Friday, November 26, 2004

Time to stop permissible lies about the past

Last week I took part in a television talk show filmed in the Crumlin Road Jail. The Victorian jail, built in 1846, is dank, cold and crumbling to the ground. It is one of the bleakest places in Belfast.

In the last few decades it served as a holding centre for prisoners who were to be tried in the courthouse across the street. All political prisoners in Northern Ireland would have passed through there at some point. But on the night of the television broadcast the prison provided a dramatic and historic backdrop to a discussion on how Northern Ireland should deal with its troubled past.

The lead in to the programme focused on South Africa. Much was said of our attempts to deal with the past as images of the Truth and Reconciliation Commission flashed on the screen. I was asked to follow this by reflecting on whether the South African model was appropriate for Northern Ireland.

In a world of sound bites for television I could add little. My obvious starting point was to say that every context is different and a unique solution for Northern Ireland is needed. No matter what approach is taken, society will have to deal with the delicate question of the truth about past atrocities.

Some moves are afoot in this regard. The British Secretary of State visited South Africa recently to draw lessons. He has also announced a consultation process. Various grassroots projects are also exploring the issue. The Northern Ireland Affairs Committee at Westminster is also looking into it. It is fascinating to consider how South Africa is used in these discussions. The country has become symbolic of attempts to deal with the past. Irrespective of the successes and failures of the South African TRC, the country has become a metaphor for attempts to come clean about past violations.

By drawing on the South African experience you immediately signal the importance you are putting on acknowledging past political violations. The South African context has become a “surrogate” for discussion. That is to say people discuss the South African case, all the while making points about their own situation, which they are struggling to address directly.

But are such “surrogate” discussions helpful? Do they help address local issues or divert attention from them?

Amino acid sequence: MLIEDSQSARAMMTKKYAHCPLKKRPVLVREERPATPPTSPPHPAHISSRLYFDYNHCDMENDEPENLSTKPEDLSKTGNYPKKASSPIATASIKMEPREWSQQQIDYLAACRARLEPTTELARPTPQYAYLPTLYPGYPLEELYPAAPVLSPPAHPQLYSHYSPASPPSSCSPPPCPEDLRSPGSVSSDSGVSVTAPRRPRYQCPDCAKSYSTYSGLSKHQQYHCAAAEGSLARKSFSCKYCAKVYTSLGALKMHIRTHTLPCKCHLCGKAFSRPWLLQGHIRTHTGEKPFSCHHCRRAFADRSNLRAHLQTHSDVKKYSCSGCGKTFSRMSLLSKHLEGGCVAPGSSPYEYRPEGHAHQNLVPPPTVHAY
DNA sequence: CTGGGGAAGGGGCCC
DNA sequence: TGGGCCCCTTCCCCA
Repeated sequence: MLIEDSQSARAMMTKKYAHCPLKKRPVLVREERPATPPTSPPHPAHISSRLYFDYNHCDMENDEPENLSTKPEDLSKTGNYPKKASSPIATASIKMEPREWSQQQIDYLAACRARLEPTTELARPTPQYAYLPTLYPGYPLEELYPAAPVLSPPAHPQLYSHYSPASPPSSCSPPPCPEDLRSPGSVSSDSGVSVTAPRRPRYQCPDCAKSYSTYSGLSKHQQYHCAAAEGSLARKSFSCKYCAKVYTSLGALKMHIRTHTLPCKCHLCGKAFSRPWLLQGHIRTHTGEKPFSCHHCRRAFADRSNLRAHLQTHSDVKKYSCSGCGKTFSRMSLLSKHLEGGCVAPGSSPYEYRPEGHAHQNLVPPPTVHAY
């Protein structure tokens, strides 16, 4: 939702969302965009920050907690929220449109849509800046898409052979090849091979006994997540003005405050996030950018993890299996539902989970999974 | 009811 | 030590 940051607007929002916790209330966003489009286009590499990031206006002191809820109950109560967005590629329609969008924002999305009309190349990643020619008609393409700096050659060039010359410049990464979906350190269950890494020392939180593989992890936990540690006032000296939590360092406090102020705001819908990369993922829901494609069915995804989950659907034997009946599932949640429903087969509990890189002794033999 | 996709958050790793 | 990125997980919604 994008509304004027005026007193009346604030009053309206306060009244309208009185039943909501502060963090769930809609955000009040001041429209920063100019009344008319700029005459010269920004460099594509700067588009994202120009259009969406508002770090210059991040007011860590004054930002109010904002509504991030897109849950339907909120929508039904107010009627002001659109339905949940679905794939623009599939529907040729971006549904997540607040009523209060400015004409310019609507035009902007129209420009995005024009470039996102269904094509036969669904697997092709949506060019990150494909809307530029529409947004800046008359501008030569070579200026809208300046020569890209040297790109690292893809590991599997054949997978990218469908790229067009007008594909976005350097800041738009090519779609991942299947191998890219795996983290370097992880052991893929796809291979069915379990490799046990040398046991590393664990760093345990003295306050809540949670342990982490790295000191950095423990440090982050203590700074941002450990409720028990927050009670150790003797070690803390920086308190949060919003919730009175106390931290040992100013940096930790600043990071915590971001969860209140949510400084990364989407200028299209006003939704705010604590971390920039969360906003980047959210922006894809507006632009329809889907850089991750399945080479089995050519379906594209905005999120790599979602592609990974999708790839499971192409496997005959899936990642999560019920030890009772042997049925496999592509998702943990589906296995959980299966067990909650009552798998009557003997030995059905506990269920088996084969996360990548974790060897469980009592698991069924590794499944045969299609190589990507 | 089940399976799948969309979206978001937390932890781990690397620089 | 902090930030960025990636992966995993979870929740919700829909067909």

It is questionable at times whether some of those looking at the South African case are interested in detailed lesson-drawing or merely registering some sort of nominal interest for other purposes.

For example, the South African case has been used as a justification for similar truth commissions when little genuine commitment to dealing with the past is present. Nigeria had a truth commission and publicised widely that they were going the South African route. The government received some international kudos and legitimacy for this, but in the end the government buried the final report and this has meant little political change.

At the same time, the South African experience has been used positively. The Peruvians studied the South African case closely and used it to learn solid lessons for their truth commission. They drew “negative” lessons' taking careful note of the lack of follow-up to reparations in South Africa. They chose to use models from Chile and Argentina on reparations as they were more successful and they put steps in place not to repeat South Africa's mistakes.

Dealing with a legacy of political violence requires more than making the right noises concerning lesson-drawing. It is long-term commitment and an ongoing endeavour.

This year in Chile, those initially protected from justice, by a 1978 amnesty decree, are being prosecuted. The courts no longer apply the amnesty to forced disappearance cases. A new political will to enforce justice is now seemingly evident thirty years after the military coup that overthrew the Allende government in 1973.

In Chile, the previous amnesty laws have effectively been rubbished. Although the 1990 Chilean truth commission might have helped some victims tell their story and uncover some truth, many still want justice decades later. Society is finally obliging.

A truth commission does not draw a line in the sand. It can merely help shape future debate, hopefully more constructively.